VENUS: MICHAEL JOYCE enjoys towering performances from brigade of veterans
Venus (15) Directed by Roger Michell Starring Peter O Toole, Leslie Phillips, Jodie Whittaker, Richard Griffiths, Vanessa Redgrave. 94 mins Four star rating Ever since John Gielgud in Arthur, aging gentlemen of the theatre using copious and gratuitous p
Directed by Roger Michell Starring Peter O'Toole, Leslie Phillips, Jodie Whittaker, Richard Griffiths, Vanessa Redgrave. 94 mins
Four star rating
Ever since John Gielgud in Arthur, aging gentlemen of the theatre using copious and gratuitous profanity has been a winner. And Hanif Kureshi's script lets O'Toole and Phillips swear up a storm as two ageing actors raging against the final curtain call.
O'Toole is Maurice, a dashing ladies man who can't quite accept that age has stripped him of his desirability. Phillips is his best friend Ian, a fussy worrier, and they meet up most days in a local café.
All good fun - but you do wonder if this isn't all really rather lazy coming from an experienced team like Michell (Enduring Love, Notting Hill) and Kureshi (My Beautiful Laundrette, The Mother).
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The necessary edge, not much but just enough, comes with the arrival of Jessie, a very young grand niece who has come to stay with Ian with some vague idea that she might look after him.
Ian is horrified by and frightened of this apparition of brutal yoof. But Maurice sees a chance to try out his old charm one more time and a tentative relationship grows between him and the girl he calls Venus.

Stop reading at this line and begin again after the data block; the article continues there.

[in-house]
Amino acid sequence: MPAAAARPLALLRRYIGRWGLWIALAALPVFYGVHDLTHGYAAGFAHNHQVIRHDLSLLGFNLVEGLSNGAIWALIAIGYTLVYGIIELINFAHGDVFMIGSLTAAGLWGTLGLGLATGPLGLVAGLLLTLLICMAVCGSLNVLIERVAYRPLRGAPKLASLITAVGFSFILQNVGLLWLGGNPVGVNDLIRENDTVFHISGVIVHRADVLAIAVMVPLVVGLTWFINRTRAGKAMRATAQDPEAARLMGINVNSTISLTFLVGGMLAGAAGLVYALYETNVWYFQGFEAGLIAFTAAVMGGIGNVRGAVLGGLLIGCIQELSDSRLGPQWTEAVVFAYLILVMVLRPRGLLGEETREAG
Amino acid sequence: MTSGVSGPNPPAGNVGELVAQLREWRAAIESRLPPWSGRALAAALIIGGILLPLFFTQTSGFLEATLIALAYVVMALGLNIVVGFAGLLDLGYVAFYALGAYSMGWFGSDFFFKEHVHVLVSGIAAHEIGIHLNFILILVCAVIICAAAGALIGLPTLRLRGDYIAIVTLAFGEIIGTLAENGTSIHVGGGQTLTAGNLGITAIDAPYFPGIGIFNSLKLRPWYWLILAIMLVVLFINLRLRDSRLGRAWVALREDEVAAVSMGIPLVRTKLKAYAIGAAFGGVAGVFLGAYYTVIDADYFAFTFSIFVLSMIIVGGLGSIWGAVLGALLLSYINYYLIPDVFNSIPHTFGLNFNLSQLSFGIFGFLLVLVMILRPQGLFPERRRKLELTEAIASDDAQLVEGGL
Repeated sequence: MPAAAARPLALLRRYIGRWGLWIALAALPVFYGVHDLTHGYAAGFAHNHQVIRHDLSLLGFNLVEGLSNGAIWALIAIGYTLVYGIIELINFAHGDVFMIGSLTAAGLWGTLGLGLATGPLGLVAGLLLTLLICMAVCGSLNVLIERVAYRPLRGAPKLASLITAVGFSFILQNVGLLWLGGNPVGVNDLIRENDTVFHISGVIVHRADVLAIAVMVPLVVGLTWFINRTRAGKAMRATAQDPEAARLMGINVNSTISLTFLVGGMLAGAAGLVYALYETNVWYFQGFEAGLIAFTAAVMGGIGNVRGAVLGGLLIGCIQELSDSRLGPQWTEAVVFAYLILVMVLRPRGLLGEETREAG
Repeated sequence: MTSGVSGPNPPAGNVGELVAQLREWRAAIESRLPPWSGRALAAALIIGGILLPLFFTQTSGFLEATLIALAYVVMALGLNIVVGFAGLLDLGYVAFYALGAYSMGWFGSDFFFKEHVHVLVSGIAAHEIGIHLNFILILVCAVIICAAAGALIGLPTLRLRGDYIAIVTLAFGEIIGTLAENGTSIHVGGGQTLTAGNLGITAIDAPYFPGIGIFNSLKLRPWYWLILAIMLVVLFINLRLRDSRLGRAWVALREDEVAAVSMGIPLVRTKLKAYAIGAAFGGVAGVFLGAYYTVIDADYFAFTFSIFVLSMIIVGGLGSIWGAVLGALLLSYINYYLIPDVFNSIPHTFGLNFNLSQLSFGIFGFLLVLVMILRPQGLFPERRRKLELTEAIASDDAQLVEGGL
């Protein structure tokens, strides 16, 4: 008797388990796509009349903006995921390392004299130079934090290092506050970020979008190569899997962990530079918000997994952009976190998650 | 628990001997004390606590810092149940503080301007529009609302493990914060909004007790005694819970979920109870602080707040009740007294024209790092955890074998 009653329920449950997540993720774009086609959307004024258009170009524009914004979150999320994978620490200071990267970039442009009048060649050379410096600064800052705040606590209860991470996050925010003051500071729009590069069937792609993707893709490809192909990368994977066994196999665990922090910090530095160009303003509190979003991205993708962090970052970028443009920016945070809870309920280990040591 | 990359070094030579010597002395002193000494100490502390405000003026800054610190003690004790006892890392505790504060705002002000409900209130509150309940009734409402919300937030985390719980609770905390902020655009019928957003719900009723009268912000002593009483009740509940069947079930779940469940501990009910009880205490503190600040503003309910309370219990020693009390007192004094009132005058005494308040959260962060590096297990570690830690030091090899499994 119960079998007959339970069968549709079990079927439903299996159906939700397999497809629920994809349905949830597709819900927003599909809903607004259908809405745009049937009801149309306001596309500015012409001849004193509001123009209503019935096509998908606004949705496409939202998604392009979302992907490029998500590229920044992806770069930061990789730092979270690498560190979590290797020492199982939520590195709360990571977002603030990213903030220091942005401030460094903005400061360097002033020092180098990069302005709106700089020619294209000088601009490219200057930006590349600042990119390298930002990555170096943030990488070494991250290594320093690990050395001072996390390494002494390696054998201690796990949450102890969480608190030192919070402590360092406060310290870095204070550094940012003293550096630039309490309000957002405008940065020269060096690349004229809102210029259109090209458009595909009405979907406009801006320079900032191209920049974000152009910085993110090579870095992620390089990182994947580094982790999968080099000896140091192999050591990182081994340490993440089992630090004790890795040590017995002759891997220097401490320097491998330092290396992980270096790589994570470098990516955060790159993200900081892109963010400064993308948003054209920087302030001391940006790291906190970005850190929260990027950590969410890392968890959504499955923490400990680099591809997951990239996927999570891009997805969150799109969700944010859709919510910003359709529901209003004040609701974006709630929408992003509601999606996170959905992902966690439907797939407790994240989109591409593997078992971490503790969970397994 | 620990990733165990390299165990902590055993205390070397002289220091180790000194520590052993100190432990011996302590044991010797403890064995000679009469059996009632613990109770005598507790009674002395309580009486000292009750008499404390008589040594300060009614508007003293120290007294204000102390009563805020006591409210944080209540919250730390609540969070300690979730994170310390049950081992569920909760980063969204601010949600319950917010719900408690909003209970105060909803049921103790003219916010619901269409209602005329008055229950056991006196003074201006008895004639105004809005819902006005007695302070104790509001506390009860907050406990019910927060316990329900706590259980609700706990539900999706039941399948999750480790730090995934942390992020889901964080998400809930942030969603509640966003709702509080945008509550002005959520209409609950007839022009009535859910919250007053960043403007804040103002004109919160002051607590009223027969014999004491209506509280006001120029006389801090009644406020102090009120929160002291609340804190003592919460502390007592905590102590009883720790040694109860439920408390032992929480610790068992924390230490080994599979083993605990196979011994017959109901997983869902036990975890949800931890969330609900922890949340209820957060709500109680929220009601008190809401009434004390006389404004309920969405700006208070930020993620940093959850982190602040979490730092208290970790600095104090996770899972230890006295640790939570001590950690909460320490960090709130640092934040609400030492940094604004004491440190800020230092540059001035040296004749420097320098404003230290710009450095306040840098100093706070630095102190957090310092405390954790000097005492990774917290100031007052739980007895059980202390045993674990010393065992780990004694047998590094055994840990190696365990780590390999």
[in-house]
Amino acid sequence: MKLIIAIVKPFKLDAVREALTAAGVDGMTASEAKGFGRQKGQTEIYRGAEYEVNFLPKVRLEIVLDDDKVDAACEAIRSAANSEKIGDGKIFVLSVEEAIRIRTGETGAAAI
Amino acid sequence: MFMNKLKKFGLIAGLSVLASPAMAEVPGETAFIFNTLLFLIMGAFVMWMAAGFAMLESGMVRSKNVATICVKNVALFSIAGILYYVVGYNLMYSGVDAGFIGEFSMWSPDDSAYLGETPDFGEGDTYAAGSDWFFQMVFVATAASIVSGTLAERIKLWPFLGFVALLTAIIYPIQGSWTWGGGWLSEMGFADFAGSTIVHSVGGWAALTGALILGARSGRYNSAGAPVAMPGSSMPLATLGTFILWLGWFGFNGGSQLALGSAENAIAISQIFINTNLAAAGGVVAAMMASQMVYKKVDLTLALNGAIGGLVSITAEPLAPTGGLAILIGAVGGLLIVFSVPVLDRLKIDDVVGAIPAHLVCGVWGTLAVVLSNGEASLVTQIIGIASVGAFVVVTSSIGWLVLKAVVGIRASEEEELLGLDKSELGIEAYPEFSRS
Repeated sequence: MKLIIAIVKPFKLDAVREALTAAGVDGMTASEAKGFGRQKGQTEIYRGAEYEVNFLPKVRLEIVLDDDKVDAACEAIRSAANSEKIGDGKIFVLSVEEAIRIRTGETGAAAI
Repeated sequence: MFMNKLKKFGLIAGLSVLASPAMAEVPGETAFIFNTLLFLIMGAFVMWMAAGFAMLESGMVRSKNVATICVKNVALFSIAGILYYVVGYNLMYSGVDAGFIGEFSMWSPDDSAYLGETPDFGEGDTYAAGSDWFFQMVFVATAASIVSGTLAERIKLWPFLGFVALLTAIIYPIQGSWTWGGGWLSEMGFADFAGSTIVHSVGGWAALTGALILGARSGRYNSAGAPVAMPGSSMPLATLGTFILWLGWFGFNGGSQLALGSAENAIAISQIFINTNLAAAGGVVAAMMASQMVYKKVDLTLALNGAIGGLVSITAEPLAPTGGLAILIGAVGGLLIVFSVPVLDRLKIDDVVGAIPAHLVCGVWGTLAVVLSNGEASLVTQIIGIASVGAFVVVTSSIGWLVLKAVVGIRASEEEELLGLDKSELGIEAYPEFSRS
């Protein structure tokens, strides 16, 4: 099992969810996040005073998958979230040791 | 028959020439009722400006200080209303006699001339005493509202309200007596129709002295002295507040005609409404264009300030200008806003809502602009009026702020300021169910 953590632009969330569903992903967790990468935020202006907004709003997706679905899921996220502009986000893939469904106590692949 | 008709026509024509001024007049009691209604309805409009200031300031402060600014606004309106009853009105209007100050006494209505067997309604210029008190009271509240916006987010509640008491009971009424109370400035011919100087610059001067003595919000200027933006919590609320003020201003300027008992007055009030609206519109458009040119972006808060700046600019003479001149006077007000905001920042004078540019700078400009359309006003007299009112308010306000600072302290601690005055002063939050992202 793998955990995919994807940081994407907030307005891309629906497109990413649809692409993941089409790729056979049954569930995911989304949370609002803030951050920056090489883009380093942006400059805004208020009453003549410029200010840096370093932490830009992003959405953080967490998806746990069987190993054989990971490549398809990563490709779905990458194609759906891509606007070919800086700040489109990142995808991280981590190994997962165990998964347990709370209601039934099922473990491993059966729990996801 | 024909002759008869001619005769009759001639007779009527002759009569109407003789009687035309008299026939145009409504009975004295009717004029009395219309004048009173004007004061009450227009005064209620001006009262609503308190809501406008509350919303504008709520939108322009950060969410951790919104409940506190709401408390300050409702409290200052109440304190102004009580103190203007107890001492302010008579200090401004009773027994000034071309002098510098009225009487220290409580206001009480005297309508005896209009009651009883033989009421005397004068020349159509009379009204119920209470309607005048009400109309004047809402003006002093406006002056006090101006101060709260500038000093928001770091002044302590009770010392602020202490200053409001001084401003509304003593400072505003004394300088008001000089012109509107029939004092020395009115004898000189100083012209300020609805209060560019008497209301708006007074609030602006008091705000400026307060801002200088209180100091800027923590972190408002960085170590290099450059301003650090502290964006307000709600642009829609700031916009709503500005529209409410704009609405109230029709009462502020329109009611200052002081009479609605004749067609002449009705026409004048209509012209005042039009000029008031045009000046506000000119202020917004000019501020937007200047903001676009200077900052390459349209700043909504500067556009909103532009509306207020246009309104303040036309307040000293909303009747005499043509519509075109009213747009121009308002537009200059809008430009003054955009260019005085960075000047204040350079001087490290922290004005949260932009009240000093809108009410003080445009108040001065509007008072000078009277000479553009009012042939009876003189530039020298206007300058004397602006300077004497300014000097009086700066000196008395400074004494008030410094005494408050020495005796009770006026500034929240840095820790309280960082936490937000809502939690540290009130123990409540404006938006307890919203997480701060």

A relationship with a 50-year age gap is not going to sit easily with all audiences. But the script makes clear that this is a relationship based on self-interest, desperation and mutual opportunism. As such, it is more believable and less queasy than any on-screen love interest Harrison Ford has had in at least a decade. The fact that there is something rather nasty at the heart of the film, makes it just a little bit more than a nice showcase for some old actors.
Even so, the film's primary charm is a chance to watch some old war horses in action. They're all good value (as is young Whittaker in the title role) but it is inevitably O'Toole's film.
He may be unique among the theatrical legends in that he seems able to bring his stage persona to the screen without any compromises.
Movie roles always seemed to be a great effort for Olivier and Gielgud, a difficult process of trying to translate the stage magic to exacting demands of the camera. O'Toole on the other hand can wander on, declaim to the circle and somehow seems as innately cinematic an actor as
De Niro or Brando.